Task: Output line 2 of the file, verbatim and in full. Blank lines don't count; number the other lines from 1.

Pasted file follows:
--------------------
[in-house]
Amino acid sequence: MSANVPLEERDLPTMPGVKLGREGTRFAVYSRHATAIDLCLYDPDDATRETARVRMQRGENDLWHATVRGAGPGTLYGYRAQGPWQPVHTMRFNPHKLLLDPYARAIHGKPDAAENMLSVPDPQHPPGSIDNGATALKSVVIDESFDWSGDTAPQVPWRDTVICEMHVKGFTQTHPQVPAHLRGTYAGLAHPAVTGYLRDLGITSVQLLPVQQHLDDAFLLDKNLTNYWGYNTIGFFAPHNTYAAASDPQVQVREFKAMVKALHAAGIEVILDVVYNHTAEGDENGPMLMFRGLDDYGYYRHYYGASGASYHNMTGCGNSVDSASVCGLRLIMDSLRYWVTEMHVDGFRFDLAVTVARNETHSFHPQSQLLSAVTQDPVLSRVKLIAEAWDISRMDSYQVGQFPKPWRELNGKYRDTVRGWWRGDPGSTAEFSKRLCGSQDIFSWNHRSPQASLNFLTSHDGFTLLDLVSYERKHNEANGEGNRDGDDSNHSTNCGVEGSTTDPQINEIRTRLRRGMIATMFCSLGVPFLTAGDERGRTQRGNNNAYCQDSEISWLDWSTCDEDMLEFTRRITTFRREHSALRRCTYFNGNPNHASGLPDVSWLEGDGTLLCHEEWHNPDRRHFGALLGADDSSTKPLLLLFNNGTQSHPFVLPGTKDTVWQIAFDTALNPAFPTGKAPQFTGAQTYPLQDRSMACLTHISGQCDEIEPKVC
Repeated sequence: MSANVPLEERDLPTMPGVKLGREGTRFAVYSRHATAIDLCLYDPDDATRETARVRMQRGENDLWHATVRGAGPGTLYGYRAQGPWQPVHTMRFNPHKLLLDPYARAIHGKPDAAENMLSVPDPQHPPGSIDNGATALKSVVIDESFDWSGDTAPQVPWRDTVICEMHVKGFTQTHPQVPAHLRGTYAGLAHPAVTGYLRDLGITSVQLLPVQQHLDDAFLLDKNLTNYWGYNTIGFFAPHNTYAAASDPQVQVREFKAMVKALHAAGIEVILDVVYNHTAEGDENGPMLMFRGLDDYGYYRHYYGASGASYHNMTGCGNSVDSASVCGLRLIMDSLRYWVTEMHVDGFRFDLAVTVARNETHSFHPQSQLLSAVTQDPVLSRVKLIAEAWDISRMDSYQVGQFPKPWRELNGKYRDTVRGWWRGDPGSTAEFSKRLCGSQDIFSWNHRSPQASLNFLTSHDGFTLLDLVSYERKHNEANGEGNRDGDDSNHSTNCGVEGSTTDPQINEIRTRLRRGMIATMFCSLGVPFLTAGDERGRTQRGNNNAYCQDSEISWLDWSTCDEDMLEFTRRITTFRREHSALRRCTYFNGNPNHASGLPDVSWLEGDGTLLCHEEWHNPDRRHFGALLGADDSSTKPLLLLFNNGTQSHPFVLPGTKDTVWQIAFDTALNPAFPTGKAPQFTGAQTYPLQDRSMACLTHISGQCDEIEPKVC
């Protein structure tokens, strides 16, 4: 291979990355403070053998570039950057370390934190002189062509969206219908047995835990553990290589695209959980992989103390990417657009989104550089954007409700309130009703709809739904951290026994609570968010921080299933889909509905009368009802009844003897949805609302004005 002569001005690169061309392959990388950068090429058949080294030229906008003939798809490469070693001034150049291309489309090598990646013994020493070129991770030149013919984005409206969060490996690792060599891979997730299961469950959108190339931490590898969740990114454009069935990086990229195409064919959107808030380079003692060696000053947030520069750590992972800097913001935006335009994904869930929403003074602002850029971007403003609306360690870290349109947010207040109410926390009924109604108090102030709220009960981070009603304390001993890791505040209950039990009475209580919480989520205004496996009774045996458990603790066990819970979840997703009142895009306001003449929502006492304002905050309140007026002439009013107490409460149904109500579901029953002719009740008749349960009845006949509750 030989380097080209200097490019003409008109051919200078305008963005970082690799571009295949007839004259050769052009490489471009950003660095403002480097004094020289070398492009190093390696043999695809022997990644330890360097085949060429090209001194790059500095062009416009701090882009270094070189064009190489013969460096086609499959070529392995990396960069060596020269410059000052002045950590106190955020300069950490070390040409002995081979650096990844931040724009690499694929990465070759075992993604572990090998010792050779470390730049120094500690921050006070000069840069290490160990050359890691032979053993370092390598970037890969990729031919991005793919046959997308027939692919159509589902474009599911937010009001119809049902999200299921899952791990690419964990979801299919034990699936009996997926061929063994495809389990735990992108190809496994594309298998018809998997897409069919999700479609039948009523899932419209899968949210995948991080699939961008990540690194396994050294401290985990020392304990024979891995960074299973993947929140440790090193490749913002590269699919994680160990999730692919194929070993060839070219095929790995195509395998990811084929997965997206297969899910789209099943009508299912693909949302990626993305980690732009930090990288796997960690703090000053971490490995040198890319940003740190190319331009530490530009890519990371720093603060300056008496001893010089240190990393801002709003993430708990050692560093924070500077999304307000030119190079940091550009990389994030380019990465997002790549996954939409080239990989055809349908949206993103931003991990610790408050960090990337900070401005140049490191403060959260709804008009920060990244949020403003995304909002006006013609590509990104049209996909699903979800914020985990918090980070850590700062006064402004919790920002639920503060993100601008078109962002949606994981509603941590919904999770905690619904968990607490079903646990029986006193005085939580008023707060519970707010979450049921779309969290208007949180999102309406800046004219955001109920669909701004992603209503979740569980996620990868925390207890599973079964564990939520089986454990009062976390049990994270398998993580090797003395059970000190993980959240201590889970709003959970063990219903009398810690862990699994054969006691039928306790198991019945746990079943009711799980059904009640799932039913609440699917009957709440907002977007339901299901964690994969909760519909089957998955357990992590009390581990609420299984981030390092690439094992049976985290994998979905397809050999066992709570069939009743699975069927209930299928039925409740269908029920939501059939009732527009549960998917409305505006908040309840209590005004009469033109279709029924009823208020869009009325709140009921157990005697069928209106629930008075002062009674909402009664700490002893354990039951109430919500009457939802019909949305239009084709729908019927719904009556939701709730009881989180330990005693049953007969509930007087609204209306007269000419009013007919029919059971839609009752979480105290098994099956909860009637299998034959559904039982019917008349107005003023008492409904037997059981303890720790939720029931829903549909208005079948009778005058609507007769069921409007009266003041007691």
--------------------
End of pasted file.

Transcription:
Amino acid sequence: MSANVPLEERDLPTMPGVKLGREGTRFAVYSRHATAIDLCLYDPDDATRETARVRMQRGENDLWHATVRGAGPGTLYGYRAQGPWQPVHTMRFNPHKLLLDPYARAIHGKPDAAENMLSVPDPQHPPGSIDNGATALKSVVIDESFDWSGDTAPQVPWRDTVICEMHVKGFTQTHPQVPAHLRGTYAGLAHPAVTGYLRDLGITSVQLLPVQQHLDDAFLLDKNLTNYWGYNTIGFFAPHNTYAAASDPQVQVREFKAMVKALHAAGIEVILDVVYNHTAEGDENGPMLMFRGLDDYGYYRHYYGASGASYHNMTGCGNSVDSASVCGLRLIMDSLRYWVTEMHVDGFRFDLAVTVARNETHSFHPQSQLLSAVTQDPVLSRVKLIAEAWDISRMDSYQVGQFPKPWRELNGKYRDTVRGWWRGDPGSTAEFSKRLCGSQDIFSWNHRSPQASLNFLTSHDGFTLLDLVSYERKHNEANGEGNRDGDDSNHSTNCGVEGSTTDPQINEIRTRLRRGMIATMFCSLGVPFLTAGDERGRTQRGNNNAYCQDSEISWLDWSTCDEDMLEFTRRITTFRREHSALRRCTYFNGNPNHASGLPDVSWLEGDGTLLCHEEWHNPDRRHFGALLGADDSSTKPLLLLFNNGTQSHPFVLPGTKDTVWQIAFDTALNPAFPTGKAPQFTGAQTYPLQDRSMACLTHISGQCDEIEPKVC